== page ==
Poll: Has CIS Defense+ stopped malware infection or limited damage from malware?

Has CIS/CFP Defense+ ever prevented malware infection or limited damage from malware during normal usage on any computer you use? Please don’t count purposeful malware testing. Also, those who have used CIS/CFP for less than a month should not vote, because that would bias results towards ‘no’. Any stories of how Defense+ protected you are welcome.

Hey Pro’s.

Please define malware.

To me, “malware” is like the “word of the week” of the news broadcasts. Like “earmark” 2 weeks ago, “outrage” last week, and this weeks “toxic”.

I haven’t had a real virus in years. But the “mudhouse” updater was a pain despite whatever I did to keep it in check, till I uninstalled it. If that counts, than comodo did help, alot.

So I don’t know how to vote. Please help.

I voted No. Currently, Comodo Firewall is blocking 300-400 unsolicited inbound connections daily, and CAV has detected/quarantined one true malware (verified at VirusTotal), but Defense+ has never alerted me to any real threat (yet). I suppose this is a classic example of why layered protection is best.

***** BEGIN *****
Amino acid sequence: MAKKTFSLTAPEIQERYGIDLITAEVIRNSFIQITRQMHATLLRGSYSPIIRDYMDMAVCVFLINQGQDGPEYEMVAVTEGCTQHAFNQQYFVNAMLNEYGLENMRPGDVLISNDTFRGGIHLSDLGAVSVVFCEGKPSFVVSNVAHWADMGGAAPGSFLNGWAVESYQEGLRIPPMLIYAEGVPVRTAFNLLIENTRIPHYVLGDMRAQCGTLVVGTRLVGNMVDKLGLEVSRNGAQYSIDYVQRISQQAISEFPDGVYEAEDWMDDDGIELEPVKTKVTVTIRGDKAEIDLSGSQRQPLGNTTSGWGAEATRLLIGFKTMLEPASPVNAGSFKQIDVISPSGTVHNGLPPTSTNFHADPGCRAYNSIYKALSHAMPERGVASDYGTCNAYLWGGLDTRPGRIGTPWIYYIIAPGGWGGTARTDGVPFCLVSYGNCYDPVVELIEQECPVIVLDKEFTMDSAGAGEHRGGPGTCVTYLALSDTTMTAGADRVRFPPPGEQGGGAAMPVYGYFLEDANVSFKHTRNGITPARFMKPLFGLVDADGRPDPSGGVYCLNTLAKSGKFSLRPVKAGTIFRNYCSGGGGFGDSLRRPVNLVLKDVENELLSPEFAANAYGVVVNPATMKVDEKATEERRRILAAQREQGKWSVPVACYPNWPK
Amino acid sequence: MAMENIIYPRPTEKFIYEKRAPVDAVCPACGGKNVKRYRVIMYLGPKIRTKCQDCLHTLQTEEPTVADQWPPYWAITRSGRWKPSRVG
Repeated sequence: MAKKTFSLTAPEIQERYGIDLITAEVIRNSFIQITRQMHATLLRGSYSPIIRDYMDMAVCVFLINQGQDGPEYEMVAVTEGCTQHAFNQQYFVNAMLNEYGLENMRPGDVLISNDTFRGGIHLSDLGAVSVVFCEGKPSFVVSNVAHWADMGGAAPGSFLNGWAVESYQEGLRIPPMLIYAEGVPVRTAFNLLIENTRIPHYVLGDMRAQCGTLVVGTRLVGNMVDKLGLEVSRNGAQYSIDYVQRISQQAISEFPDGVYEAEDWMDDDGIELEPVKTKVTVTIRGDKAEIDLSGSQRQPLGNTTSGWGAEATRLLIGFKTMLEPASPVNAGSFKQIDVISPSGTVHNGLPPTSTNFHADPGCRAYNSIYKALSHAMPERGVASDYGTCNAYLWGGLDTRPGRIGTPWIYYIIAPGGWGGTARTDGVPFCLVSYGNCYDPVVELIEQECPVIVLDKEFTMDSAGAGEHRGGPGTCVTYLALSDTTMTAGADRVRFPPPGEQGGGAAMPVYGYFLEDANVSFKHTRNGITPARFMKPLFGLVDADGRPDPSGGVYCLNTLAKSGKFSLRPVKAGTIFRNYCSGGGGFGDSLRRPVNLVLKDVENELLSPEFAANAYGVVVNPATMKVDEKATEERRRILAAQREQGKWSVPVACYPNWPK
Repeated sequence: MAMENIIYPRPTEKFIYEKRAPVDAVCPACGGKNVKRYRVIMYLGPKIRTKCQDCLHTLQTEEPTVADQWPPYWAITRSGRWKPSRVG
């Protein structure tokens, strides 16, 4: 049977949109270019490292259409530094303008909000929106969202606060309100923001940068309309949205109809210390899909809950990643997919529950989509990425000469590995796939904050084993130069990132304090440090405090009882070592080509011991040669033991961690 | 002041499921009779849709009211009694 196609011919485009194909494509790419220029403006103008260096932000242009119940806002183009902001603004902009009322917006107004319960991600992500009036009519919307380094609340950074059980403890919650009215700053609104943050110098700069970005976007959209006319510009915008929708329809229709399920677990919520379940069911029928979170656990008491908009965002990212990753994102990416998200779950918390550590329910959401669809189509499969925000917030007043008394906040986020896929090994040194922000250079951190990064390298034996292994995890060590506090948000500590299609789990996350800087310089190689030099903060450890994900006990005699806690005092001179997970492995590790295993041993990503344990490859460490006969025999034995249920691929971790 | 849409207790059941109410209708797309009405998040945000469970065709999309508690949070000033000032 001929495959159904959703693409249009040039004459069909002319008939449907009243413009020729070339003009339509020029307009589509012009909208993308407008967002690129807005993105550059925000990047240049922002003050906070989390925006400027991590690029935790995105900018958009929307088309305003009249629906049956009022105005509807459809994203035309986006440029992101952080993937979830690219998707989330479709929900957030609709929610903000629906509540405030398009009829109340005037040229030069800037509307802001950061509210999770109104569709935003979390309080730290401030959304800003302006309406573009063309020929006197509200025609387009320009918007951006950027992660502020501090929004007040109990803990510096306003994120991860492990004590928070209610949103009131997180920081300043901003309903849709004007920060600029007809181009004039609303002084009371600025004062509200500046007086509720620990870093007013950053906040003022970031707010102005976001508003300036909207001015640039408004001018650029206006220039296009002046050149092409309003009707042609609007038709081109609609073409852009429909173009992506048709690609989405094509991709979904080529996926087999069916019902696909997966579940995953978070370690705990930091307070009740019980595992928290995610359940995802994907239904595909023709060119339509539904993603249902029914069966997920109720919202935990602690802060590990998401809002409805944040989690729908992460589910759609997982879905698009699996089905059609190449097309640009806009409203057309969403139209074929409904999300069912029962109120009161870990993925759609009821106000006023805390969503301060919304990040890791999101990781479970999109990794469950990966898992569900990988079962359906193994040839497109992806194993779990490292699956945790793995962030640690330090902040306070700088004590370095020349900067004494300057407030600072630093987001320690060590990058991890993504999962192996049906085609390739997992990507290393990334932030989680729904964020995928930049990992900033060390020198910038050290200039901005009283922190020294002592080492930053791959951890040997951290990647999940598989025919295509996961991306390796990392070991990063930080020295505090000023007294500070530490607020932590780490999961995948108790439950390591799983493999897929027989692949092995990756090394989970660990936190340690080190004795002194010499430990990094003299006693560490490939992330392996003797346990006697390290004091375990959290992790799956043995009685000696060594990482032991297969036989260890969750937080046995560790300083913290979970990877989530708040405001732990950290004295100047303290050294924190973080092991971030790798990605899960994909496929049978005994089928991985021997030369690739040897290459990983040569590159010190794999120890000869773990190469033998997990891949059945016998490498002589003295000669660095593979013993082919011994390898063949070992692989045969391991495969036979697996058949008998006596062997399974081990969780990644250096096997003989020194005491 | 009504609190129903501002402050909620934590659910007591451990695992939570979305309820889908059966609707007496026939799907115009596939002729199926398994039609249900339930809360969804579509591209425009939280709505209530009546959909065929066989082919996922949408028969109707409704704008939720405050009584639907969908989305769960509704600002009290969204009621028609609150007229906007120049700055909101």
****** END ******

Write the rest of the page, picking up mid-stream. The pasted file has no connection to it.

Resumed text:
Proud Comodo user since August 2006 (V)

D+ has cached a lot of baddies for me…
I even has used it as a cleaning tool for already infected computers. ;D :slight_smile:

Even if I do use some other scanners and/or manual checking in that case…

Thanks to it listing and asking for everything running (in safe mode/paranoid) Iam able to get a nice list of the active files (usually), and potential threats starting/started. and “view active processes” is GREAT for cleaning also… =)

Still I have not really encountered having to use D+ as prevention too much, But I know it would catch any baddie any day, But has not been needing to use it in others than tests, I usually use my computer in a safe manner… =)

I’ll quote part of Wikipedia’s entry for ‘malware’:

Malware, a portmanteau from the words malicious and software, is software designed to infiltrate or damage a computer system without the owner's informed consent. The expression is a general term used by computer professionals to mean a variety of forms of hostile, intrusive, or annoying software or program code. The term "computer virus" is sometimes used as a catch-all phrase to include all types of malware, including true viruses.

Software is considered malware based on the perceived intent of the creator rather than any particular features. Malware includes computer viruses, worms, trojan horses, most rootkits, spyware, dishonest adware, crimeware and other malicious and unwanted software

I’ve yet to see anything get past Avira in order to test D+ yet so no from me. :wink:

Very Interesting.

Thanks for the def.

More than once I’ll say.

Yes, it has many times because I run every program even if I know that it’s malware.

That’s why I’m using D+.